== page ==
My library is at the heart of my reading workshop because it allows my students to easily find "just right" books for individualized daily reading time (IDR). Since I know that they have "just right" books in their book boxes, I can focus my own energy during IDR time on conferring, guided reading, and strategy lessons.

Of course it may be hard to begin the organization of your classroom library in the middle of the school year while students are reading all of the books. Perhaps just organizing certain sections of your library will be the most you get done during the school year, and the summer can be used to really get the library in shape.

If you have not already read my post on classroom library organization, here is a link to it: http://blogs.scholastic.com/teaching_matters/2009/10/classlibrary.html

Now that I have one child of my own at home, life is so much busier! Every year I feel like "next year" will be less work, but I still find myself creating new things every year. I think that we are probably the type of teachers who are always looking to improve what we are doing, and that is a good thing!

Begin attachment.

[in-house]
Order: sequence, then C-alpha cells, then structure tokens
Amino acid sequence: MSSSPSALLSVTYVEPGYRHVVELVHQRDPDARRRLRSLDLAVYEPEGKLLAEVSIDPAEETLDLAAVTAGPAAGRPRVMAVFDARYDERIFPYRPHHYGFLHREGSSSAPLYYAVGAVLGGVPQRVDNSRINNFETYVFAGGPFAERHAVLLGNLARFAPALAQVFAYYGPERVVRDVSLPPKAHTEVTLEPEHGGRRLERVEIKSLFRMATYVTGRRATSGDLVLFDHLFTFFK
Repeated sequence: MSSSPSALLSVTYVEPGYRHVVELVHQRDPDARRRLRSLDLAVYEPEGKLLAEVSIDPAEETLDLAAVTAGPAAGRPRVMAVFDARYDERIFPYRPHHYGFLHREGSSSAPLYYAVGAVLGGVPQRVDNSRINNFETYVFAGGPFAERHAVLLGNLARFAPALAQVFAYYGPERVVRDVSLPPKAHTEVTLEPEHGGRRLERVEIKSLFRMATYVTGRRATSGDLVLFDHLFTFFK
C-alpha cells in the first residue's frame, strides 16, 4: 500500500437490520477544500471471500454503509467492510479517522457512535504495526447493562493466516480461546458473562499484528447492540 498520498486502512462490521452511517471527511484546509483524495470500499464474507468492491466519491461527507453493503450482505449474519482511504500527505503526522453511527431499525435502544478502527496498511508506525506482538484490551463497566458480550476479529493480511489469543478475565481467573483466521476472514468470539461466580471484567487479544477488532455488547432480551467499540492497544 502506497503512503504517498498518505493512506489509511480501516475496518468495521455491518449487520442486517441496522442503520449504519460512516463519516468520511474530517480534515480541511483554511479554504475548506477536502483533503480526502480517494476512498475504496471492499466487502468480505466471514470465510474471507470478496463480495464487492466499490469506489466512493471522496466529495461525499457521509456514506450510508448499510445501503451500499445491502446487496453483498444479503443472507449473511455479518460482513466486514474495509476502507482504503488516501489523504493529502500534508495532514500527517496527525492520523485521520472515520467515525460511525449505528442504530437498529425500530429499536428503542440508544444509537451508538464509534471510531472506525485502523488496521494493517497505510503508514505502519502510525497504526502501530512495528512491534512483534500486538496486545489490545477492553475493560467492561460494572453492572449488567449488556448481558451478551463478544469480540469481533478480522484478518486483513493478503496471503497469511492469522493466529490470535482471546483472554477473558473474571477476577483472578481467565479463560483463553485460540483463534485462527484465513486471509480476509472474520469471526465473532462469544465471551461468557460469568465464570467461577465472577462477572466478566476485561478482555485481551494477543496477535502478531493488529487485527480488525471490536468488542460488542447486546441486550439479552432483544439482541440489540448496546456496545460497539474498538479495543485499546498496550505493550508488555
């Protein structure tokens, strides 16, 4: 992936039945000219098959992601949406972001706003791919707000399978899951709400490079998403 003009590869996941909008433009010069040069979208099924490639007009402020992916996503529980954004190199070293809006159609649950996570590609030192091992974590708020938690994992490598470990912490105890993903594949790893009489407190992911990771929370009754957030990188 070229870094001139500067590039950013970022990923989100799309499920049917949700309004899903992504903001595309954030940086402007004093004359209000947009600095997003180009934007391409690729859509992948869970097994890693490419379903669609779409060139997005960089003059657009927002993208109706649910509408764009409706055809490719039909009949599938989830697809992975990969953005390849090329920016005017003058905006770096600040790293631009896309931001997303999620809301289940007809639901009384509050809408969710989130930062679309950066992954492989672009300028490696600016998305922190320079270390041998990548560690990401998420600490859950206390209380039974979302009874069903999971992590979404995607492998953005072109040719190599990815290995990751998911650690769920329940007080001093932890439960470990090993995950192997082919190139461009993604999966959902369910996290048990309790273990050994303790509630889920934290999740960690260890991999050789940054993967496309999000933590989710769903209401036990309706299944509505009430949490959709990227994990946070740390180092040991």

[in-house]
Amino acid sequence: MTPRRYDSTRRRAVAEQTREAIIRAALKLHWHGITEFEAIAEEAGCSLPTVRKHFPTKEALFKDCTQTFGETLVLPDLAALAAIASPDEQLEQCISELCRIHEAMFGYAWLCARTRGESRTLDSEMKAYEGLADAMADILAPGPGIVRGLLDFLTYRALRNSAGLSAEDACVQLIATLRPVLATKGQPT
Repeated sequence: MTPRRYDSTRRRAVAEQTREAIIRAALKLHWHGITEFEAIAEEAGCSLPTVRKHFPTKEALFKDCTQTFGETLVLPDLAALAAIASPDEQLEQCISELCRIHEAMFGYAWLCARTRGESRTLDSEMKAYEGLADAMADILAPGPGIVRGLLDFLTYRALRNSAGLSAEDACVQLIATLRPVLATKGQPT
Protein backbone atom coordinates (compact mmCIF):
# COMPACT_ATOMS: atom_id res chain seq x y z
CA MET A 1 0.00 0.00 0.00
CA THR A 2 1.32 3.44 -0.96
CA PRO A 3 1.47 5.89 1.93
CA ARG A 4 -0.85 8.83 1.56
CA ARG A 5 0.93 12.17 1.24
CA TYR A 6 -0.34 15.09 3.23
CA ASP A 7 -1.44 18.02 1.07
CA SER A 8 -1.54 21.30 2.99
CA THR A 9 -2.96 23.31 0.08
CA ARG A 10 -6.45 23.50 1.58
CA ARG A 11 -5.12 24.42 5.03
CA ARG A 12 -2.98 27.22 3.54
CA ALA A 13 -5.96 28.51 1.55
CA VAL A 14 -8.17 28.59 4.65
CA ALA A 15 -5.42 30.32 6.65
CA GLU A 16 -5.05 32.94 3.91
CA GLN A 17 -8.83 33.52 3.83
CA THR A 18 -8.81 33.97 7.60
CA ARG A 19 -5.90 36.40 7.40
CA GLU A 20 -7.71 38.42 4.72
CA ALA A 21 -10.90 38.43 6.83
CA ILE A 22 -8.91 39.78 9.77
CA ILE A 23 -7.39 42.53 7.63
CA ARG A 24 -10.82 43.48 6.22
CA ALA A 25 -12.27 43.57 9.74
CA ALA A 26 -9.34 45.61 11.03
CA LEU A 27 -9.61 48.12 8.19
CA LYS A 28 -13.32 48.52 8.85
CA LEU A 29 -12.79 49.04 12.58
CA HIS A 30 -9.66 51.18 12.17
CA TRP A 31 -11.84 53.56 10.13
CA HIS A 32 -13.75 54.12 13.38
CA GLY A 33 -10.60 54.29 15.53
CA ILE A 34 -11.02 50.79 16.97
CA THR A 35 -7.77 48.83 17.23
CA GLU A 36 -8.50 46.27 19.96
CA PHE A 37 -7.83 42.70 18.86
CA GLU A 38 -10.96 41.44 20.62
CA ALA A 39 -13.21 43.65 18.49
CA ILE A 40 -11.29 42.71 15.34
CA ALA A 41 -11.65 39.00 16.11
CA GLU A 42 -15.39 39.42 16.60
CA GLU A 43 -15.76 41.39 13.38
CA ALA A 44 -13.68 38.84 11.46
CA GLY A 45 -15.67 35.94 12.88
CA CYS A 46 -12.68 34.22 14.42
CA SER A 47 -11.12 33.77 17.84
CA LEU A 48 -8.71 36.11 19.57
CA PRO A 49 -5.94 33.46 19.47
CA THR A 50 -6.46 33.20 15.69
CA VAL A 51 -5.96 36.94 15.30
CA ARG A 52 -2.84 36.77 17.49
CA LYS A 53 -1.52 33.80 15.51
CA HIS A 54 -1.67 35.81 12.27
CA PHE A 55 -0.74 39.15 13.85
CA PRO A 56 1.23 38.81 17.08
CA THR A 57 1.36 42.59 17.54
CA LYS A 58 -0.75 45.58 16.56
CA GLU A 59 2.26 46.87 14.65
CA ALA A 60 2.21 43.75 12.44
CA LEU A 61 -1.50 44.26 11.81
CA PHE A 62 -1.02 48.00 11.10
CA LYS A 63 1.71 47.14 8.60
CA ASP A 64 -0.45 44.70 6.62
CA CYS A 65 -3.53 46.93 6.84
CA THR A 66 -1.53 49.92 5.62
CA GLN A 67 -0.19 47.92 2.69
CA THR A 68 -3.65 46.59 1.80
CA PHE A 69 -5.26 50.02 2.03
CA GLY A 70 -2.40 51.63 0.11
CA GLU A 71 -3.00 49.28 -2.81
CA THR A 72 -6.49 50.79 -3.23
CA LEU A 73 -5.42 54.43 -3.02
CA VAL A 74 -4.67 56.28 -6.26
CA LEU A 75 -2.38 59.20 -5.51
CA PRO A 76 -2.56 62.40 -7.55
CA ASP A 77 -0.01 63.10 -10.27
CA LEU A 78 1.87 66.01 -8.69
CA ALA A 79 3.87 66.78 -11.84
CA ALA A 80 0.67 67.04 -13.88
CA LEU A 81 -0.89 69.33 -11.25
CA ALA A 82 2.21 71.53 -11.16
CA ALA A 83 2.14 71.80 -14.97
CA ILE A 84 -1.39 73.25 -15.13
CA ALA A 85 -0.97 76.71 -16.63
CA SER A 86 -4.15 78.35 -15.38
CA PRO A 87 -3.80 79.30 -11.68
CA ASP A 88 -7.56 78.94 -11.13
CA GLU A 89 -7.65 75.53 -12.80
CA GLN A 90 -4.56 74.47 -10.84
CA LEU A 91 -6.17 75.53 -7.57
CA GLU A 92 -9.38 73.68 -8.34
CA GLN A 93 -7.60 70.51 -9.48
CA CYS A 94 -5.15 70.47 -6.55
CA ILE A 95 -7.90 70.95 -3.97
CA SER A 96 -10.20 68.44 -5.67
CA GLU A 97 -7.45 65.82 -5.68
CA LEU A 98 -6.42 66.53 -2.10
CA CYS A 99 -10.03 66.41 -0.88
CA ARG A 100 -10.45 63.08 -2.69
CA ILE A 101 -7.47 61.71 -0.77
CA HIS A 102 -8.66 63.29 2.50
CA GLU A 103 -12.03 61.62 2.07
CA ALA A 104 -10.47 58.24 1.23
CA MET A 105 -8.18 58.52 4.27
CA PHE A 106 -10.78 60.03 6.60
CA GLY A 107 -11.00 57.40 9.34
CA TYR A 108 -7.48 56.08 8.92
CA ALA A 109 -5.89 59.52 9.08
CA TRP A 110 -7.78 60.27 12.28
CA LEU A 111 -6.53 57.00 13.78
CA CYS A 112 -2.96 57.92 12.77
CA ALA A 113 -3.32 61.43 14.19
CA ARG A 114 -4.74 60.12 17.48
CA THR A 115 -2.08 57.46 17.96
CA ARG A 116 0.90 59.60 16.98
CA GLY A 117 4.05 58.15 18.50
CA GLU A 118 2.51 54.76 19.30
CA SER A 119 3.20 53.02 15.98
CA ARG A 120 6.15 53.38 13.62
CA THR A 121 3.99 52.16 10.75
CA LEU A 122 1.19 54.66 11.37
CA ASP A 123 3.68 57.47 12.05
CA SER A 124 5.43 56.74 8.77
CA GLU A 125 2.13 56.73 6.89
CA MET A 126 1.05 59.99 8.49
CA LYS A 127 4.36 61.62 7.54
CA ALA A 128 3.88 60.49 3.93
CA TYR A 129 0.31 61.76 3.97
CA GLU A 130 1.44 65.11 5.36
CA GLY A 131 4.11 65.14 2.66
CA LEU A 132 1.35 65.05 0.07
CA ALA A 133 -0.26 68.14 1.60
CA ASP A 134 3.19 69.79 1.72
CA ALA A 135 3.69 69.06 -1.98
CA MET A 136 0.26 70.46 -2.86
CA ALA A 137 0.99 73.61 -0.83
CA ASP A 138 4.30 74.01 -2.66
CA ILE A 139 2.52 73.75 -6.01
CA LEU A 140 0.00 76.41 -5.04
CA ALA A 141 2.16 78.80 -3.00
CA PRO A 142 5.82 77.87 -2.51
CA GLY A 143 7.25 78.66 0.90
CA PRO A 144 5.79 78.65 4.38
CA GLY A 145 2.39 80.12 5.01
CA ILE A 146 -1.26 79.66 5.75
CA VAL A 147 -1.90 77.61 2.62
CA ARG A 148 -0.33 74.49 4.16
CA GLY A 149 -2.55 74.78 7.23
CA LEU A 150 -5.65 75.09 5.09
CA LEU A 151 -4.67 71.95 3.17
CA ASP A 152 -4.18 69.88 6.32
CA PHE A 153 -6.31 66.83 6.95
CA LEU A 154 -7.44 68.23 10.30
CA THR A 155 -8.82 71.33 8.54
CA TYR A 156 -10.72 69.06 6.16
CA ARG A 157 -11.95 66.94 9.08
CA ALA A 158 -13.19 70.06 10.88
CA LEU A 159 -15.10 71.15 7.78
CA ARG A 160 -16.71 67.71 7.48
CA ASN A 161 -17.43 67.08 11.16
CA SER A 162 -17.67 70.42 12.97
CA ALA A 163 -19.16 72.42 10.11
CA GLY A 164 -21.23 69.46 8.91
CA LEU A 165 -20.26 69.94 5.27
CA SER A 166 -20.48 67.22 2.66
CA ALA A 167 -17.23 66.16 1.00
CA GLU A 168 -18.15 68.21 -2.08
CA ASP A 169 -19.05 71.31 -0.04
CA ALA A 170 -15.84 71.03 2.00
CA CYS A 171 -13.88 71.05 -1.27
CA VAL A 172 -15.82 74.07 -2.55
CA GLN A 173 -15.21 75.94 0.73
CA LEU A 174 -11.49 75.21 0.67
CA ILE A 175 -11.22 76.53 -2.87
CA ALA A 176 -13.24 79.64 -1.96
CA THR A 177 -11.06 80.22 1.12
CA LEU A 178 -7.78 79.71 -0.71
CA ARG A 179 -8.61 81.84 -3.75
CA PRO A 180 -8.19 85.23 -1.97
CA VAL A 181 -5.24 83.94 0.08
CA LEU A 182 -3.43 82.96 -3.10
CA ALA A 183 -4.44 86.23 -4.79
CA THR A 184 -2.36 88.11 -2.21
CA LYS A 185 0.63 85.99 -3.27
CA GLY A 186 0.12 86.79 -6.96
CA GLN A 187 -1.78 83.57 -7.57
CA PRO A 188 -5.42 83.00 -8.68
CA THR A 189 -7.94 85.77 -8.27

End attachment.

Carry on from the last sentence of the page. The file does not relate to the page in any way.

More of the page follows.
Good luck!


Beth, WOW! Your classroom is incredible. It's what i picture my classroom to look like one day. How long has it taken you to get it looking so organized and perfect? I have been teaching for ten years and still find my self organizing and making labels/posters. Every summer i promise myself that i will take the entire summer to organize my books, library, and curriculum and it never happens. So instead, i start the year off feeling disorganized and overwhelmed. I'm a perfectionist and like things neat & organized. However, It feels like i can work 20 hours a day and never get caught up. Where should i begin? Do you have any recommendations or suggestions?

Frustrated teacher, Dee

Post a Comment
(Please sign in to leave a comment. Privacy Policy)
Back to Top